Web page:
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Investigation of the causal effects of biological and environmental factors on the etiology of psychiatric disorders

Grant number: 20/10599-0
Support type:Scholarships in Brazil - Post-Doctorate
Effective date (Start): March 01, 2021
Effective date (End): February 28, 2023
Field of knowledge:Health Sciences - Medicine - Psychiatry
Principal researcher:Síntia Iole Nogueira Belangero
Grantee:Carolina Muniz Felix de Carvalho
Home Institution: Escola Paulista de Medicina (EPM). Universidade Federal de São Paulo (UNIFESP). Campus São Paulo. São Paulo , SP, Brazil

Abstract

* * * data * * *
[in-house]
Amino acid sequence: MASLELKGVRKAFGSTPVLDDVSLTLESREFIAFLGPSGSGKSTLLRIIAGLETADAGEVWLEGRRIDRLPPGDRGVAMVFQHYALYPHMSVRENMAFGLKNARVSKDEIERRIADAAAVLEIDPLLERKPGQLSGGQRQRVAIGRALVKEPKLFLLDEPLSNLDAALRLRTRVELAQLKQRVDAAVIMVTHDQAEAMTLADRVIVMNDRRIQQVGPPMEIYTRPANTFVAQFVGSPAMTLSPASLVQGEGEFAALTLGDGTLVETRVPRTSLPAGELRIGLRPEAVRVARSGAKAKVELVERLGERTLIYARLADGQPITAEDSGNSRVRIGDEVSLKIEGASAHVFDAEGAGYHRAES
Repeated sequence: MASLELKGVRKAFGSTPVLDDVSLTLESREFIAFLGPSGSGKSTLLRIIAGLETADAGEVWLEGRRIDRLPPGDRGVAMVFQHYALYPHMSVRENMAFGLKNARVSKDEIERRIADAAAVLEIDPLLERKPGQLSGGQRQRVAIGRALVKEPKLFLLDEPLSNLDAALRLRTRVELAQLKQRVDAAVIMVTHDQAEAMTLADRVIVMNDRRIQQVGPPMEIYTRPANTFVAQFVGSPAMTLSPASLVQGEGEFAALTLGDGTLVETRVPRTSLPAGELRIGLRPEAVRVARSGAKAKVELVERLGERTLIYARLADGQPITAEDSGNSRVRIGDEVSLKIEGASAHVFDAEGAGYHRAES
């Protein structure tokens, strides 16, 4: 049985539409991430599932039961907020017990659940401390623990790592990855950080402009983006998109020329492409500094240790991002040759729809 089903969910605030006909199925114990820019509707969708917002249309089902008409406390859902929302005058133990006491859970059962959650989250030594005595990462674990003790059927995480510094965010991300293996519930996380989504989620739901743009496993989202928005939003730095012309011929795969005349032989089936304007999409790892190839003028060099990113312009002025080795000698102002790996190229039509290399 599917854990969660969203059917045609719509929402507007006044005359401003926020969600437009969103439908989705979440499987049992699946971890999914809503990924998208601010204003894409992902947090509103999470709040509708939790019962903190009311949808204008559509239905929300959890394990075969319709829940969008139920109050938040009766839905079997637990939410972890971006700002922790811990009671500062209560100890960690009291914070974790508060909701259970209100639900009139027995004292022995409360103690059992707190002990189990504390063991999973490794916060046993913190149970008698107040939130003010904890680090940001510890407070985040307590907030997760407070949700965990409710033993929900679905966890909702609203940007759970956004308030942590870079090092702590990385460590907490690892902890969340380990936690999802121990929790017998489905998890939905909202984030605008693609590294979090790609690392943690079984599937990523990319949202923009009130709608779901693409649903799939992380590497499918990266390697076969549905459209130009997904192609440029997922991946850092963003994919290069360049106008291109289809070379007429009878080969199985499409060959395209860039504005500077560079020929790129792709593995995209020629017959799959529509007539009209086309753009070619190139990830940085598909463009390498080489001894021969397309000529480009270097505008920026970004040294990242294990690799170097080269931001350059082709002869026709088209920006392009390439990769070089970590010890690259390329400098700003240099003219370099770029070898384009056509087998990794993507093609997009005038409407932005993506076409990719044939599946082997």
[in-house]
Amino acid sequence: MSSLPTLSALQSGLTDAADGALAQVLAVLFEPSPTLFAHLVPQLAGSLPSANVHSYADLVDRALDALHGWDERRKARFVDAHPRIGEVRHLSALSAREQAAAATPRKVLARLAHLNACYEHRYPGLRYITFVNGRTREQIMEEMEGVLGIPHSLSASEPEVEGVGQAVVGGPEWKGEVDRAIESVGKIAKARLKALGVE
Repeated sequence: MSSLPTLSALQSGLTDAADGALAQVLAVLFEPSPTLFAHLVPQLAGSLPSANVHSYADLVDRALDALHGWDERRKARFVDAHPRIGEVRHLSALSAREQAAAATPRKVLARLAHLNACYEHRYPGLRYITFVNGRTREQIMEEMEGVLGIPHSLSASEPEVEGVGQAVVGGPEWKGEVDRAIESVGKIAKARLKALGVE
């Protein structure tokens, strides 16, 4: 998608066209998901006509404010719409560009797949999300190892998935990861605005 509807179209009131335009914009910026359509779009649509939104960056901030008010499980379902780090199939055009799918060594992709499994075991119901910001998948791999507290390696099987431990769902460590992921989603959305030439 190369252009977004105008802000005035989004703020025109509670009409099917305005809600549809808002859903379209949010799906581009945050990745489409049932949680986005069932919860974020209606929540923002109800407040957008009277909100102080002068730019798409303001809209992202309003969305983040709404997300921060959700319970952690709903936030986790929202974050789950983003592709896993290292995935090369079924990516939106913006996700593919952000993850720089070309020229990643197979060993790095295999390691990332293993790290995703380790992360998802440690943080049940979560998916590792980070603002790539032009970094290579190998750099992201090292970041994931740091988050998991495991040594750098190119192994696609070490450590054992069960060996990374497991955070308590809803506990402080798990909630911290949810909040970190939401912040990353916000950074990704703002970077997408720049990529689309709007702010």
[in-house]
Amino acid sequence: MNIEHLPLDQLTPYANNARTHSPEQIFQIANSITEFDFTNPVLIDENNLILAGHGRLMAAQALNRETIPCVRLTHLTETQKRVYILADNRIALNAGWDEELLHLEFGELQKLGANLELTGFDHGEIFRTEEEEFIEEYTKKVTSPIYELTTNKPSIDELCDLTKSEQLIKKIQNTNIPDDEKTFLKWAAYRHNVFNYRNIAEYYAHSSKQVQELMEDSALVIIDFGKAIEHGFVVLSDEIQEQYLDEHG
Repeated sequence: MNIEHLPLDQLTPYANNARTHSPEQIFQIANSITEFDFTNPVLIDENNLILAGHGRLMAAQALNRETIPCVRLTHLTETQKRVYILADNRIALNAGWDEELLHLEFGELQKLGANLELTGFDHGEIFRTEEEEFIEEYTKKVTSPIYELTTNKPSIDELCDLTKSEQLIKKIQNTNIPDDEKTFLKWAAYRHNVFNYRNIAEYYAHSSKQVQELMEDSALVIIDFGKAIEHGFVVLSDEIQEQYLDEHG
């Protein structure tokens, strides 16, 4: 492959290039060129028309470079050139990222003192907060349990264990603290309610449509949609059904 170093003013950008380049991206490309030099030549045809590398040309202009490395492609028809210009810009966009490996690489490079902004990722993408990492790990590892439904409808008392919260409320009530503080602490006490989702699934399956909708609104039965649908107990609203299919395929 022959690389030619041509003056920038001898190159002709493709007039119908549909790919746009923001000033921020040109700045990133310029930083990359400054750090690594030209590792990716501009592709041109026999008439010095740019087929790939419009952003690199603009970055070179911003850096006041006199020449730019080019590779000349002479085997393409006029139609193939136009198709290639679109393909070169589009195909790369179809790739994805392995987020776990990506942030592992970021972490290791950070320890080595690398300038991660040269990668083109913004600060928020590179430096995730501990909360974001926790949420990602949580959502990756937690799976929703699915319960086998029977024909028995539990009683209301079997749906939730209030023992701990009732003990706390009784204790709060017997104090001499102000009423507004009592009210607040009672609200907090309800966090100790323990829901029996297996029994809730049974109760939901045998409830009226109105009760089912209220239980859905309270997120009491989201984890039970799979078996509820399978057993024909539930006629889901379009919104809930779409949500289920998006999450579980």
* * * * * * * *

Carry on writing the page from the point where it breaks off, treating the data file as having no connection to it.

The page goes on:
Psychiatric disorders are multifactorial diseases, resulting from the interplay between genetic and environmental risk factors. However, it is underlying causal mechanisms linking them to the psychopathology spectrum. Traumatic experiences can be considered one of the main environmental risk factors across multiple mental illnesses. This widespread effect is probably due to the impact of traumatic experiences on several molecular processes and biological pathways. For example, childhood trauma is associated with premature telomere shortening. Telomeres are repeats of "TTAGGG" that protect the chromosome ends from deterioration or fusion with neighboring chromosomes. Their repeat length shortens with cell division acting as biomarkers of cellular aging and stress. Very limited information is available regarding the causal mechanisms linking genetic variation, traumatic experience, and telomere shortening to psychiatric disorders. The proposed project will investigate genetic association and causation linking traumatic experience to psychiatric disorders via its effect on telomere length in 2,247 children and adolescents from São Paulo or the Rio Grande do Sul. These individuals were previously evaluated psychiatrically using the Development and Well-Being Assessment (DAWBA) instrument, based on these data, the general psychopathology model was generated. In addition, the parents of the participants already completed the Life History Instrument questionnaire about traumatic experiences lived by the children. After clinical evaluations, peripheral blood was collected, and extracted DNA was used for genotyping with Infinium Global Screening array (Illumina). With genome-wide data available, we will conduct several analyses to investigate the polygenic architectures of our traits of interest. Using external large-scale GWAS as references, we will calculate polygenic risk scores for psychiatric illnesses, general psychopathology, trauma response, and telomeric length in our cohort. In parallel, we will also use the genome-wide data to estimate the SNP-heritability of the investigated phenotypes (i.e., psychiatric diseases, psychopathology, trauma response, and telomeric length). Finally, we will apply a one-sample Mendelian randomization approach to investigate the causal pathways linking traumatic experiences and telomere length to the psychopathology spectrum. The expected findings of the proposed project will provide insights into the possible causal role of biological and environmental factors in the development of psychiatric diseases in children and adolescents. (AU)